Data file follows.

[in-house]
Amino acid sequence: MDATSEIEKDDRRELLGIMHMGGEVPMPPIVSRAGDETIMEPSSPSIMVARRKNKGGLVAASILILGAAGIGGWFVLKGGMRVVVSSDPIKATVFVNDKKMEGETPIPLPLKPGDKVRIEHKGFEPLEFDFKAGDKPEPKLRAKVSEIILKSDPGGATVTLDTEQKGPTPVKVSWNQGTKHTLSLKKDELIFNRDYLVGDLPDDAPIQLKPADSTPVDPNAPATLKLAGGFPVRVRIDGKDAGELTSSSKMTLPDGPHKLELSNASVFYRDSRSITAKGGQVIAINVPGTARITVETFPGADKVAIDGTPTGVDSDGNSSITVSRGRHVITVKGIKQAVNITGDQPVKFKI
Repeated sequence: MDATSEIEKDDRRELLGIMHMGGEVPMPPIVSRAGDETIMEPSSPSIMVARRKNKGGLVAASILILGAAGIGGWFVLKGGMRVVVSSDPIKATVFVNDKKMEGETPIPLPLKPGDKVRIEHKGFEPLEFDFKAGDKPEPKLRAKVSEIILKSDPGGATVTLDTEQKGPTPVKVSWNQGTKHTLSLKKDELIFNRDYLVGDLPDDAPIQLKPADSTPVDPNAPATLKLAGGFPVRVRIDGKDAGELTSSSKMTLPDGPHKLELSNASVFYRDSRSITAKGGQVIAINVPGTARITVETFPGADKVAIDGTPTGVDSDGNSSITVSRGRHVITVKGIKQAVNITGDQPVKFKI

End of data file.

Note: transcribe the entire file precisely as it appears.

[in-house]
Amino acid sequence: MDATSEIEKDDRRELLGIMHMGGEVPMPPIVSRAGDETIMEPSSPSIMVARRKNKGGLVAASILILGAAGIGGWFVLKGGMRVVVSSDPIKATVFVNDKKMEGETPIPLPLKPGDKVRIEHKGFEPLEFDFKAGDKPEPKLRAKVSEIILKSDPGGATVTLDTEQKGPTPVKVSWNQGTKHTLSLKKDELIFNRDYLVGDLPDDAPIQLKPADSTPVDPNAPATLKLAGGFPVRVRIDGKDAGELTSSSKMTLPDGPHKLELSNASVFYRDSRSITAKGGQVIAINVPGTARITVETFPGADKVAIDGTPTGVDSDGNSSITVSRGRHVITVKGIKQAVNITGDQPVKFKI
Repeated sequence: MDATSEIEKDDRRELLGIMHMGGEVPMPPIVSRAGDETIMEPSSPSIMVARRKNKGGLVAASILILGAAGIGGWFVLKGGMRVVVSSDPIKATVFVNDKKMEGETPIPLPLKPGDKVRIEHKGFEPLEFDFKAGDKPEPKLRAKVSEIILKSDPGGATVTLDTEQKGPTPVKVSWNQGTKHTLSLKKDELIFNRDYLVGDLPDDAPIQLKPADSTPVDPNAPATLKLAGGFPVRVRIDGKDAGELTSSSKMTLPDGPHKLELSNASVFYRDSRSITAKGGQVIAINVPGTARITVETFPGADKVAIDGTPTGVDSDGNSSITVSRGRHVITVKGIKQAVNITGDQPVKFKI